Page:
Hello!

Today’s Keep or Mulligan edition features New Zealand Pro Jason Chung as a guest! You can reach Jason on Twitter @Sqlut. Thanks a lot Jason!

Hand #1

You’re playing Sneak and Show in Legacy and you know your opponent is playing Storm. It’s game 1, you are on the play, and your hand is:

 

Keep or Mulligan?

My Answer

Mulligan.

I honestly don’t hate this hand—I think it if you draw a land turn 1 you’re a heavy favorite to win the game even if your turn 1 is “go.” The problem is that you’re less than 30% to draw a blue source turn 1, and that includes four Lotus Petals—most Sneak and Show lists run only 13-14 blue-producing lands. The chance to draw a blue land on either turn 1 or turn 2 is still less than 50%, and past that point I’d estimate that you are no longer a favorite. You also know your opponent is not going to blindly combo into your Force of Will, since you’re almost guaranteed to have at least one in your opening hand if your turn 1 is “go.”

I think it’s very hard to do math in this hand because there are a lot of permutations that can be good, and it’s hard to say how drawing a land on turn 2 is going to turn out. Unless your opponent is playing a build that is really cold to Force of Will, I think you’re better off trying for 6 cards.

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Jason Chung’s Answer

Mulligan.

Although this hand has a pair of Force of Wills which is one of the crucial cards in the matchup, this hand does not do a whole lot. You will be missing your first land drop and once you do that your opponent will get an idea of what your hand looks like and can carefully play the next few turns around Force of Will. This hand is good at not losing early to Storm, but it doesn’t have a solid plan to win, and for every turn you’re not doing anything you are letting them sculpt a better hand to play around all the countermagic.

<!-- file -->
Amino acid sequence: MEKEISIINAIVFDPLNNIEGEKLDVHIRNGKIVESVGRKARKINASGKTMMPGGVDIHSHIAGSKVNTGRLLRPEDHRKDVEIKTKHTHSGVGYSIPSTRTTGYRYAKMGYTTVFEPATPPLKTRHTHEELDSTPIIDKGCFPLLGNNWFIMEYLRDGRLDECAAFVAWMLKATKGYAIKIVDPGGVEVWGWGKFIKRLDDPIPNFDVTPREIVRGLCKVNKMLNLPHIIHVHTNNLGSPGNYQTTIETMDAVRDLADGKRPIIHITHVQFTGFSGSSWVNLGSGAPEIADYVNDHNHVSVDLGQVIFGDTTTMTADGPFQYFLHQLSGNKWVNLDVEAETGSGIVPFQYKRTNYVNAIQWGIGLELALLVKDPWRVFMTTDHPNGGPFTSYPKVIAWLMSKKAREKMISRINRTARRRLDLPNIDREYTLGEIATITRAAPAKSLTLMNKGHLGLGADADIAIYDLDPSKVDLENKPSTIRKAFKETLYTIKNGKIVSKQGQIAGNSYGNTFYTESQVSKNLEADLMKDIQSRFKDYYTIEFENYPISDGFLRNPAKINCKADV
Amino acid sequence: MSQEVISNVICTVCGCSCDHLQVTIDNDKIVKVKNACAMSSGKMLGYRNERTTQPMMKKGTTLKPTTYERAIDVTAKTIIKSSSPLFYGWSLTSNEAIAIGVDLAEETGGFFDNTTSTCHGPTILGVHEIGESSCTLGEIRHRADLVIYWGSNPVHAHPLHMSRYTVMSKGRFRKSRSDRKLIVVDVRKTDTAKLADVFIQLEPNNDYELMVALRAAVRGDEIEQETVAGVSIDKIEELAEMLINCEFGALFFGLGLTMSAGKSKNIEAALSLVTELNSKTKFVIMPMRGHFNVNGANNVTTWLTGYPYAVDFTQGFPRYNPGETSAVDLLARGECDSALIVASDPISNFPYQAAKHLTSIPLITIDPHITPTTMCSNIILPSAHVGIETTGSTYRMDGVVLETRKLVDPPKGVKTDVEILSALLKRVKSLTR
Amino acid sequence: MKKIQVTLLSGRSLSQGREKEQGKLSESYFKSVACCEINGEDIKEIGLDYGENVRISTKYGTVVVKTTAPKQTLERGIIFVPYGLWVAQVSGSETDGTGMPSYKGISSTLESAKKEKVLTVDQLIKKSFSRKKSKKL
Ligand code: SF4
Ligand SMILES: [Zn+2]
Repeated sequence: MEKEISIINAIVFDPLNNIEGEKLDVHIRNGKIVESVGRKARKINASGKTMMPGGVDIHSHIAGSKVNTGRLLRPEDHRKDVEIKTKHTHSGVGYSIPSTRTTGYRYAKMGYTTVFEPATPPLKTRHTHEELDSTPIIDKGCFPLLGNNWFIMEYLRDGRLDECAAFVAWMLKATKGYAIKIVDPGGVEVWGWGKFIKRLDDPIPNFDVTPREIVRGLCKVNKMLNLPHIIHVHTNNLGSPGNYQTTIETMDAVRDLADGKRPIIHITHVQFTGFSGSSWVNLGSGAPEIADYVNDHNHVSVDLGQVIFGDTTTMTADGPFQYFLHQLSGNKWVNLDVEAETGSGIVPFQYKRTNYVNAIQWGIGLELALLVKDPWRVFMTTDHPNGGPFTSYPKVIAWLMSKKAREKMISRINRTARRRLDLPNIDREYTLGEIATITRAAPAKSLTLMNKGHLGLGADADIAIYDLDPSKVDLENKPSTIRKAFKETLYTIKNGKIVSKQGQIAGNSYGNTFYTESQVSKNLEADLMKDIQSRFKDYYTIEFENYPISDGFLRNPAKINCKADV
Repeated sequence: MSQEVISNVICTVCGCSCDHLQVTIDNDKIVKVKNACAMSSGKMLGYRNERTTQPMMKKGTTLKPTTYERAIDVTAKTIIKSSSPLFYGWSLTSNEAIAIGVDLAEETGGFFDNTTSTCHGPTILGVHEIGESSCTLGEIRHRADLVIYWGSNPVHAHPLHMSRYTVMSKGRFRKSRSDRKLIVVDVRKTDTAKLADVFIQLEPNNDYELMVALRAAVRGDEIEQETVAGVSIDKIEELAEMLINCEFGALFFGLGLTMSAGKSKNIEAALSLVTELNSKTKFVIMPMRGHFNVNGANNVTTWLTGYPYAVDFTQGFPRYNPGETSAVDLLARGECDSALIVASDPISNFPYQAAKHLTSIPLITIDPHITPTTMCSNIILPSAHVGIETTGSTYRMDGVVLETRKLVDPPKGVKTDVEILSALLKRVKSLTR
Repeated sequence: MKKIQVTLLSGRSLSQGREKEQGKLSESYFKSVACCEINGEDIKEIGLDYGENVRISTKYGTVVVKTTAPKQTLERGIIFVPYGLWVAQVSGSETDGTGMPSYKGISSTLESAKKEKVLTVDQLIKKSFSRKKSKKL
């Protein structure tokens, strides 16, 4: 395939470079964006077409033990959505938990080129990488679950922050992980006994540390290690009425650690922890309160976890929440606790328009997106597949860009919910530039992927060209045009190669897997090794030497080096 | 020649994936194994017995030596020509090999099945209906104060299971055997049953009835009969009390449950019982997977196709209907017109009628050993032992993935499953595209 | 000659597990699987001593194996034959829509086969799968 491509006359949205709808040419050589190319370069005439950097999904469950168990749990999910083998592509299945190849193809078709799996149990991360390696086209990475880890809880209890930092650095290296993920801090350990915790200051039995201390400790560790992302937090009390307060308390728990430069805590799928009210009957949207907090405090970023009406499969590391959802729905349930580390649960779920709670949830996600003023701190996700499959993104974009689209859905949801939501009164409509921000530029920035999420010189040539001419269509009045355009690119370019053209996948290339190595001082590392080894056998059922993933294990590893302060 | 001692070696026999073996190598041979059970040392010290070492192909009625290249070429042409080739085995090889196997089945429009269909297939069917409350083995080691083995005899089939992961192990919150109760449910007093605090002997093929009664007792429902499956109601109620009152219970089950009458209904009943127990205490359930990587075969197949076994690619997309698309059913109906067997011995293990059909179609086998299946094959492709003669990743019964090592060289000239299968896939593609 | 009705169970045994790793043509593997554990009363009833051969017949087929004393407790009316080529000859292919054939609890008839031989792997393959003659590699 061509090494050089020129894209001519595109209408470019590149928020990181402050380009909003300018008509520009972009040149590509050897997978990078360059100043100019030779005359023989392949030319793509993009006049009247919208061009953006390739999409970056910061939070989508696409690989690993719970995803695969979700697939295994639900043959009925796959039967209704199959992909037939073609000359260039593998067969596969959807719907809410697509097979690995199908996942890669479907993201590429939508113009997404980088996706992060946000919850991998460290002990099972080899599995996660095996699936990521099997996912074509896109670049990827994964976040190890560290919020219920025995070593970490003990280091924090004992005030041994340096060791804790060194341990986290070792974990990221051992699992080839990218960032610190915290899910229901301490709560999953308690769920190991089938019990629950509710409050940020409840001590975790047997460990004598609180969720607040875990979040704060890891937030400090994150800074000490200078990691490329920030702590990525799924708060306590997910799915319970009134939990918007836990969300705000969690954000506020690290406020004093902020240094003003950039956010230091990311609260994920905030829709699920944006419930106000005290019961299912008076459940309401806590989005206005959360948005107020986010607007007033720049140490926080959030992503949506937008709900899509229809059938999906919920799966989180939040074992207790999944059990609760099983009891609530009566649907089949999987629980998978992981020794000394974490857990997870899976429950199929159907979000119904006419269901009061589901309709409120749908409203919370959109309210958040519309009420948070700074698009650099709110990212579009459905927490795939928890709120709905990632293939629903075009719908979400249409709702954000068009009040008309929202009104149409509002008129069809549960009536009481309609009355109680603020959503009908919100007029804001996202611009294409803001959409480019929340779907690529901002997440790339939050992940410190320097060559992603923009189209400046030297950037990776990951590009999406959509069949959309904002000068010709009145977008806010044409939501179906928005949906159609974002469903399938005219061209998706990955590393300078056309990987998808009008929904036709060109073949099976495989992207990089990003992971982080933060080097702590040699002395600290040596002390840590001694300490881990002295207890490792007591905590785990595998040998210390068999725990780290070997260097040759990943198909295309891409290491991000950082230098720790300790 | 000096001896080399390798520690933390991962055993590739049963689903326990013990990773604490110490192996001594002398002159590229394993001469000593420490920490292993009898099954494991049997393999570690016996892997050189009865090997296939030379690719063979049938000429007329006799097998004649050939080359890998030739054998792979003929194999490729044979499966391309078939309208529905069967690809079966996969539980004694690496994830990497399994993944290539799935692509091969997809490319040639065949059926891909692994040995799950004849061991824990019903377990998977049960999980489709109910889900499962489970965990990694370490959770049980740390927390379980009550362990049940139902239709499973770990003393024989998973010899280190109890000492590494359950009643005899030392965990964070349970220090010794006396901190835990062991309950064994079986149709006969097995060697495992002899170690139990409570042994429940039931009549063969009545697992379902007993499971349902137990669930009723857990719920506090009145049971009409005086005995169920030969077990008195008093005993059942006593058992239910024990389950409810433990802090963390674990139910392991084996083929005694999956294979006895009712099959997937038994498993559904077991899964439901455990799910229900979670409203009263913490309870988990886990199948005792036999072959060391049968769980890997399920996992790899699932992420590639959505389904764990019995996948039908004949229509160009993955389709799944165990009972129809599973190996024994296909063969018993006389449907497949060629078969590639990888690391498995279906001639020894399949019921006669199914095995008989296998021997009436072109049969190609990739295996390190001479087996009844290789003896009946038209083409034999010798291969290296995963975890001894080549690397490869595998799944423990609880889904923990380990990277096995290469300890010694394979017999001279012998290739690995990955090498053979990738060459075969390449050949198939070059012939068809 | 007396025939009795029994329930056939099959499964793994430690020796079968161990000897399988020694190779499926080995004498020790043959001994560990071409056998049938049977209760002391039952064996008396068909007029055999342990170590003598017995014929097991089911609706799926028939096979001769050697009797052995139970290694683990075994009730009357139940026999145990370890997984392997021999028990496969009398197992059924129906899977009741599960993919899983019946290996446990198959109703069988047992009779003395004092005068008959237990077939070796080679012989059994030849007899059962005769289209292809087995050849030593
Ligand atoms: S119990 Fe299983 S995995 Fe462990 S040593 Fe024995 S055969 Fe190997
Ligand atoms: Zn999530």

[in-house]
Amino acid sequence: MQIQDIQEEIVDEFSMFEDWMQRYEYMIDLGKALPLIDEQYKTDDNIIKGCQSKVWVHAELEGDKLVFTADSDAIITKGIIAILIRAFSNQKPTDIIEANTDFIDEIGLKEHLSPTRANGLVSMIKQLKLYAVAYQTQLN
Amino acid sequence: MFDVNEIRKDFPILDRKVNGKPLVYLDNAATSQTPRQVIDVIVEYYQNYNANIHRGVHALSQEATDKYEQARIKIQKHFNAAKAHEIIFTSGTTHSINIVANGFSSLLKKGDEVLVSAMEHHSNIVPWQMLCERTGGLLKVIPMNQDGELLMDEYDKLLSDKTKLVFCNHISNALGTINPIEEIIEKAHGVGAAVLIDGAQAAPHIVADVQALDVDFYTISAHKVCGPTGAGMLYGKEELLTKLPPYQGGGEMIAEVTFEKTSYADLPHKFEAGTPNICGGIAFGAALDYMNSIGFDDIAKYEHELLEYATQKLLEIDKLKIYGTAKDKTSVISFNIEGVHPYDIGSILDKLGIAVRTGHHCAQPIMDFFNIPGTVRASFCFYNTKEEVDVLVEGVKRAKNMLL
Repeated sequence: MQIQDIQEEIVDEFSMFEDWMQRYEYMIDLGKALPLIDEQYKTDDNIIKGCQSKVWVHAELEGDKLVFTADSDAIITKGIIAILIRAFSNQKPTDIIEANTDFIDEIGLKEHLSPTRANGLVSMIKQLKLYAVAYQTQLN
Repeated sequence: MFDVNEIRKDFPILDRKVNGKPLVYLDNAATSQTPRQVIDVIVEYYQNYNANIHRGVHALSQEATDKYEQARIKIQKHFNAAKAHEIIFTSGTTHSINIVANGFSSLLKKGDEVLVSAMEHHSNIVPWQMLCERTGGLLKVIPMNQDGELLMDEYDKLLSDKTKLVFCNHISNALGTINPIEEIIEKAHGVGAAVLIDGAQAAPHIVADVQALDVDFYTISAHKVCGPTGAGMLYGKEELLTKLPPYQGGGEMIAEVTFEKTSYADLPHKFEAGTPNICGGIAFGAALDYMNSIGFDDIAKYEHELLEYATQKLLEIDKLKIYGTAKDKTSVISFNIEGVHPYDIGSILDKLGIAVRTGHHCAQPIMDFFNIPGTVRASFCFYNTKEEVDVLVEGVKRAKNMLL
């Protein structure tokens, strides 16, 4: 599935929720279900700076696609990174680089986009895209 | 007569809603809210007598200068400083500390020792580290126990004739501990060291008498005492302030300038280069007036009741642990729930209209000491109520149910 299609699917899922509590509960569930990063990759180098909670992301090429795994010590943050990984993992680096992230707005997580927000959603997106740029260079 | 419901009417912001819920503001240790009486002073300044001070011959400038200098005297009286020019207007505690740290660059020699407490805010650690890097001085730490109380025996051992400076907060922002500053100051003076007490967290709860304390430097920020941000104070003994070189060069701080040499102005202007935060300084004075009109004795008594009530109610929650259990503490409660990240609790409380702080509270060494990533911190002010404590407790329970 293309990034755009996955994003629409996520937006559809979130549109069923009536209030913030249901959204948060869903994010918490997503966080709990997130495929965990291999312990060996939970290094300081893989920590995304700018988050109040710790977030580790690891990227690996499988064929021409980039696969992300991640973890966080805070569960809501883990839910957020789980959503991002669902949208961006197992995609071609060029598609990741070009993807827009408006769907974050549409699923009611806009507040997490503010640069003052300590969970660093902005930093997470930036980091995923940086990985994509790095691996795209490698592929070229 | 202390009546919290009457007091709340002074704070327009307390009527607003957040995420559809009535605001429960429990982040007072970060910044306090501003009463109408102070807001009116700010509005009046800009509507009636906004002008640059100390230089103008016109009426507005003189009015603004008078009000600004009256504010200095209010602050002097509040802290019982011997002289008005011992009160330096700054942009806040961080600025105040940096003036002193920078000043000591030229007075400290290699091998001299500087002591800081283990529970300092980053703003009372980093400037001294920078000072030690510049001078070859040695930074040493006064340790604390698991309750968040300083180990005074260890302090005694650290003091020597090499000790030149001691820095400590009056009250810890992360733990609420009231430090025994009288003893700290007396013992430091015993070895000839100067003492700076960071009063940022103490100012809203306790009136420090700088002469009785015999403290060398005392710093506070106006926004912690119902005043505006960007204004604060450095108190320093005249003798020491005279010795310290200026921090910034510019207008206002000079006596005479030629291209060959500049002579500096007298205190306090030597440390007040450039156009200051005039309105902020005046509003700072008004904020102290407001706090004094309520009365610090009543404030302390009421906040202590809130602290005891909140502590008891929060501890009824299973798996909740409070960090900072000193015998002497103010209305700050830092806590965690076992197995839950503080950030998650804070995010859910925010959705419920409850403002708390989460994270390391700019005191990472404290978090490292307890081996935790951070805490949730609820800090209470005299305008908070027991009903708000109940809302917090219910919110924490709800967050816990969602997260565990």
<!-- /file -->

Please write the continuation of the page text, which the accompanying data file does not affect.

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Hand #2

You’re playing Modern with Naya Burn/Zoo (basically a burn deck but with Wild Nacatl). You’re on the play against an unknown opponent. Your hand is:

 

Keep or Mulligan?

My Answer

Mulligan.

Burn wins when it amasses a certain number of resources, and this hand is very bad at doing that. You do have a turn-4 kill with this hand, but an opposing Lightning Bolt turns it into a turn-8 kill instead. I think there are enough ways to kill turn 4 that you don’t have to keep a hand because it’s capable of doing that unopposed (and I can envision a lot of 1-, 2-, or even 3-landers that are better than this on 6 cards).

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Jason Chung’s Answer